By Sharmini Peries for The Real News – On February 9 of 2016, after 20 minutes of a jury deliberation, Ferguson civil liberties protester Rev. Sekou was found not guilty on charges stemming from an arrest back in September of 2014, during the Ferguson uprisings. Rev. Sekou was detained when he knelt in prayer outside a local police department where police officers claimed that he was resisting orders. On to talk about his ordeal and what it means for the democratic right of civil disobedience and the right to protest is the man himself, Rev. Sekou. Rev. Sekou is an author, documentary filmmaker, pastor, theologian, and of course a political activist. Rev. Sekou, good to have you back on the Real News.
By Dan for We Are Seneca Falls – Watkins Glen, NY – Eleven veterans representing all branches of the U.S. armed forces, were among 13 arrested on Tuesday morning in a human blockade at Crestwood Midstream on Route 14 as part of We Are Seneca Lake’s ongoing civil disobedience campaign against gas storage in underground lakeside salt caverns. The protesters blocked all traffic entering and leaving the facility. Among them was former NY gubernatorial candidate Howie Hawkins (Green Party), a veteran of the U.S. Marine Corps.
By Patrick Mazza for Cascadia Planet – What we did expect was that our act of civil disobedience, positioning on a tripod and blocking a fossil fuel train, would help generate a rising crescendo of actions spurring the public pressure needed to address those deadly threats. After many years when political response that scales to the challenge has been blocked by big money and corporate power, we believed that to make the political system work again, it needs the shock, dissonance and friction of nonviolent civil disobedience.
By Martin Lukacs for The Guardian – As negotiators try to finalize a UN climate pact being hailed as dangerously insufficient, a network of groups will express their outrage and pledge continuing action in the new year with massive civil disobedience at an iconic French site. Organizers hope to send a message that leaders should not try to claim the agreement is a success – with industrialized countries refusing to commit to a fair share of emissions reductions, putting the world on a path toward a catastrophic 3 degrees of warming.
By Global Ecology Justice Project – A plan by activists to inform Andrew Baum, President and CEO of ArborGen that over 250,000 people signed letters and petitions  rejecting Genetically Engineered (GE) Trees was interrupted when police arrested the two people who intended to deliver that message. Executive Director of Global Justice Ecology Project and Coordinator of the international Campaign to Stop Genetically Engineered Trees, Anne Petermann, and Global Justice Ecology Project’s GE Tree Campaign organizer, Ruddy Turnstone were stopped by police and arrested. The letters and petitions rejecting GE Trees and international protests mark a growing concern about the dangers of GE Trees and the threats they pose to the environment.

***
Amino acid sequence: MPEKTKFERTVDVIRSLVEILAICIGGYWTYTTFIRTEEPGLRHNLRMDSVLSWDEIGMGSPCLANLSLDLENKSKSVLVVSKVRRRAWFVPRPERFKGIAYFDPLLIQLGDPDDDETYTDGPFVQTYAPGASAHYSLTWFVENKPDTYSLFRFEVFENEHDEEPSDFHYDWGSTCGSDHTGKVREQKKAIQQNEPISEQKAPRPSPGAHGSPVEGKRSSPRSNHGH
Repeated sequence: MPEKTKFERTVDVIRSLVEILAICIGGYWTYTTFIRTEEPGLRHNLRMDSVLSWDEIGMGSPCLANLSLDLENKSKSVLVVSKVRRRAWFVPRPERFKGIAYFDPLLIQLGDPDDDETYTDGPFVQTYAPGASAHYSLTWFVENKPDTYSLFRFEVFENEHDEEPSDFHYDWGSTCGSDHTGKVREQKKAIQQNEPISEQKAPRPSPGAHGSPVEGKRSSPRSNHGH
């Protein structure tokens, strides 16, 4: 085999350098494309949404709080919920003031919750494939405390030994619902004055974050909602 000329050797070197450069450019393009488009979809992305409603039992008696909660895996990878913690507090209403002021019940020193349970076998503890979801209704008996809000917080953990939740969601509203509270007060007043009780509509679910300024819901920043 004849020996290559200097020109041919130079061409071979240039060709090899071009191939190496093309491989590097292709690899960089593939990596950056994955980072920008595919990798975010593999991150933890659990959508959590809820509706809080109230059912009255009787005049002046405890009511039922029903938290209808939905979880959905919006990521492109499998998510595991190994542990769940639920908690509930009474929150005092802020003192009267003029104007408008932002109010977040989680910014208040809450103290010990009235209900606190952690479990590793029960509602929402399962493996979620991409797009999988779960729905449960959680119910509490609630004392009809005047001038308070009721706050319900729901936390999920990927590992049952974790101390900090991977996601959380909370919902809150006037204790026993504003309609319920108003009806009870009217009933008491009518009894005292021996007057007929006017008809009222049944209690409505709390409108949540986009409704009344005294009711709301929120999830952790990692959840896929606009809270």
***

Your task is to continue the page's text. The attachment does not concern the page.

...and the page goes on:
By Cecily McMillan in Al Jazeera – Yet, from Lower Manhattan to Ferguson, Missouri, and from Occupy Wall Street to Black Lives Matter, such nonviolent movements continue to be met with paramilitary tactics and military-grade weaponry meant to maintain “law and order” at any cost. Targeted for arrest, assault and detention, young activists have been equated with criminals, dissidents with domestic terrorists. This equation has not made us any safer. In fact, there is a growing body of evidence that such tactics lead to more violence, not less, in our streets. A forthcoming study of 192 Occupy protests by researchers at the University of California, Berkeley’s Institute for Data Science finds that protest violence tends to be provoked by aggressive police tactics — not the other way around. By contrast, when police stand down, protests tend to persist, but with lower rates of arrest and a lower incidence of violence.
By Climate Disobedience – The following are the guiding principles of the Climate Disobedience Center. We aim to… 1. Use creative conflict to break up business-as-usual, forcing attention to the underlying, fatal conflict between global survival and blind adherence to fossil fuel powered mass consumption, and unrestrained economic growth. 2. Replace symbolic, mass, photo-op climate protests with peaceful confrontation at the point of injury in order to create moral clarity, cutting through the numbing tangle of climate half measures, deceit and self interest, as the lunch counter sit-ins clarified and elevated the civil rights struggle. 3. Engage individuals who see no alternative but to use our bodies in a final effort to avoid the abyss, who approach the task of re-centering society imbued with the hope, joy and serenity which only flow from living in the truth. . .